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Inside China’s race to beat poverty

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  1. patience_limited
    From the article:

    From the article:

    Zhaojue is a place in a hurry. The government has set a deadline of the end of this month to end extreme poverty in the surrounding county of Liangshan, one of the most deprived in China. “Win the tough battle to end poverty,” proclaims the central hotel on a red electronic marquee — along with the number of days to the deadline. On the narrow streets outside, farmers rush around with wicker baskets full of produce, and vendors sell shoes and clothes piled high on plastic sheets.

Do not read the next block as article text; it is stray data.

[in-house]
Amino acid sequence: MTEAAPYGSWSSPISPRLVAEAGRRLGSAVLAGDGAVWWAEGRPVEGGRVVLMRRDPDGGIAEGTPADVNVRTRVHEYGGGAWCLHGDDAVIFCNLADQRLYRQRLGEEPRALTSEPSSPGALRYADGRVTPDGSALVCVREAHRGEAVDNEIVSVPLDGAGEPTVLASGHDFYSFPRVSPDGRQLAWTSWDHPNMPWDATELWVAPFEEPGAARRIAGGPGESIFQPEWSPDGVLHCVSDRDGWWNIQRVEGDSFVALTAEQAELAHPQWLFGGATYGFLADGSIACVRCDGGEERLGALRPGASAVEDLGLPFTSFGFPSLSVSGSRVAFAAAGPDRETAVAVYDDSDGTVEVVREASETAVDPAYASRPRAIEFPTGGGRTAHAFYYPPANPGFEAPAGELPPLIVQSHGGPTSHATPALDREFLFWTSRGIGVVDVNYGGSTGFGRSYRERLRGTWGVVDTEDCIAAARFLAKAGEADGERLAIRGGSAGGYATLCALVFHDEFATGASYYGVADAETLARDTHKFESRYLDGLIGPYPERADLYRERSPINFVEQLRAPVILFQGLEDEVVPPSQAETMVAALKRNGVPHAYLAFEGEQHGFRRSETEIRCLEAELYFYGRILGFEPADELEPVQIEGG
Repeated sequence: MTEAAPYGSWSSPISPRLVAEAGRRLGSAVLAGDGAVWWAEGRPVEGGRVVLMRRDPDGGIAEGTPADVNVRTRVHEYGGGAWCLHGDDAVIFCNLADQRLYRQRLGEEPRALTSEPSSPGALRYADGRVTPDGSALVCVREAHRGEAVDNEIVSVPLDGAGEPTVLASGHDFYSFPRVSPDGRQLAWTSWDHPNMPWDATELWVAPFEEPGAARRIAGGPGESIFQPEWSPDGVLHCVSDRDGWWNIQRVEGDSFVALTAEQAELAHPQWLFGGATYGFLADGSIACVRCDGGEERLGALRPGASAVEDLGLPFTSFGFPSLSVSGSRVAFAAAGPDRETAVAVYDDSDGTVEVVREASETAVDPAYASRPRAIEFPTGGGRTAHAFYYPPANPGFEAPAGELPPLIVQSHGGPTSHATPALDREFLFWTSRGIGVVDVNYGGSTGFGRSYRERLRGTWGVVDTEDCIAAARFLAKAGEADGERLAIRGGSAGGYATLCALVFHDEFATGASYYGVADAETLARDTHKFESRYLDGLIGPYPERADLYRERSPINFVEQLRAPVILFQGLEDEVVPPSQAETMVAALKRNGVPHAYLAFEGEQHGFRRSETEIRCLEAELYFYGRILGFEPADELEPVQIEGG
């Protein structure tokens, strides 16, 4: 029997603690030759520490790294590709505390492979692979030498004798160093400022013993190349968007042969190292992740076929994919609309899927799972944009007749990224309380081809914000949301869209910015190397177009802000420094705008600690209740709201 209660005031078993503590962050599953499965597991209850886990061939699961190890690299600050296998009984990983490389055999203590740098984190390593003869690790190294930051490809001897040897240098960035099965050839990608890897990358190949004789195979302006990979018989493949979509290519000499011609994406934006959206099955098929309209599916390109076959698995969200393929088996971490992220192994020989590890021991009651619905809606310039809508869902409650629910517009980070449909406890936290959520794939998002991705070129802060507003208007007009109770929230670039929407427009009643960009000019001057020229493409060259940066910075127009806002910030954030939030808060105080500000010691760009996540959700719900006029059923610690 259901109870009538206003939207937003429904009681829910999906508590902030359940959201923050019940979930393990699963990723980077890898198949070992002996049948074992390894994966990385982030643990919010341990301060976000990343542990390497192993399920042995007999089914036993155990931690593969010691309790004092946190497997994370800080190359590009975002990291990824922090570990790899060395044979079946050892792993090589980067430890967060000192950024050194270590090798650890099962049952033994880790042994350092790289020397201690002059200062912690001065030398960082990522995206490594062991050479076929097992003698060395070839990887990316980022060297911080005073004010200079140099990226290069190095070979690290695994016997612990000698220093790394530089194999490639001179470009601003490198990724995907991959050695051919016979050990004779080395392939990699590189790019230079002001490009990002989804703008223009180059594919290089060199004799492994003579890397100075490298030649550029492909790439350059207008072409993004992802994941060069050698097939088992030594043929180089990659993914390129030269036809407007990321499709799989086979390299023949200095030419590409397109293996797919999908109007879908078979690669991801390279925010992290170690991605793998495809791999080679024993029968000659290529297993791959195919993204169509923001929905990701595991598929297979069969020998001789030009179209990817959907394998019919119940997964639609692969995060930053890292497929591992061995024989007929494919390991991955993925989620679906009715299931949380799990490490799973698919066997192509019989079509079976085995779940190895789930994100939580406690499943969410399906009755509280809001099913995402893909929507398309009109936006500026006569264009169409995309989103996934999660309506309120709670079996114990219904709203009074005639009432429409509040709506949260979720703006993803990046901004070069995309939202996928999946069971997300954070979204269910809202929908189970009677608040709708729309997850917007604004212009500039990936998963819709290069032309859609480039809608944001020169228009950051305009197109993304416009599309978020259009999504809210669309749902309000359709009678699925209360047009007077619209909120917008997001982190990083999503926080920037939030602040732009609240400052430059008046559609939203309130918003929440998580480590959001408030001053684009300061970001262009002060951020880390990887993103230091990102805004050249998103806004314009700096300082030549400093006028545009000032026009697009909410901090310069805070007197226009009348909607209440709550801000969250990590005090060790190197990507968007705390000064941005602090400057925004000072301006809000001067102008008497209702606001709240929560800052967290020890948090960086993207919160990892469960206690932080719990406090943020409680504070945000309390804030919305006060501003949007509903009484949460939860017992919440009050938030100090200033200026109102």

The roots of this frantic activity go back to 2013, when leader Xi Jinping set a deadline for all of China’s rural counties to eradicate extreme poverty by the end of 2020. In the four decades since market reform began, China has already made huge advances in this area, winning praise from the UN, World Bank and figures from Bill Gates to Bernie Sanders, for raising 850 million people out of extreme poverty.

    For both Xi and the Chinese Communist party, poverty-alleviation goals are more than a policy target. They are also a major source of legitimacy, both inside China and globally. “In my opinion, western politicians act for the next election. [By contrast] China has a ruling party that wants to achieve big goals,” says Hu Angang, a government adviser and head of China Studies at Tsinghua university. “In the history of human development, China achieving this is, if not unique, then at least something worthy of admiration.”

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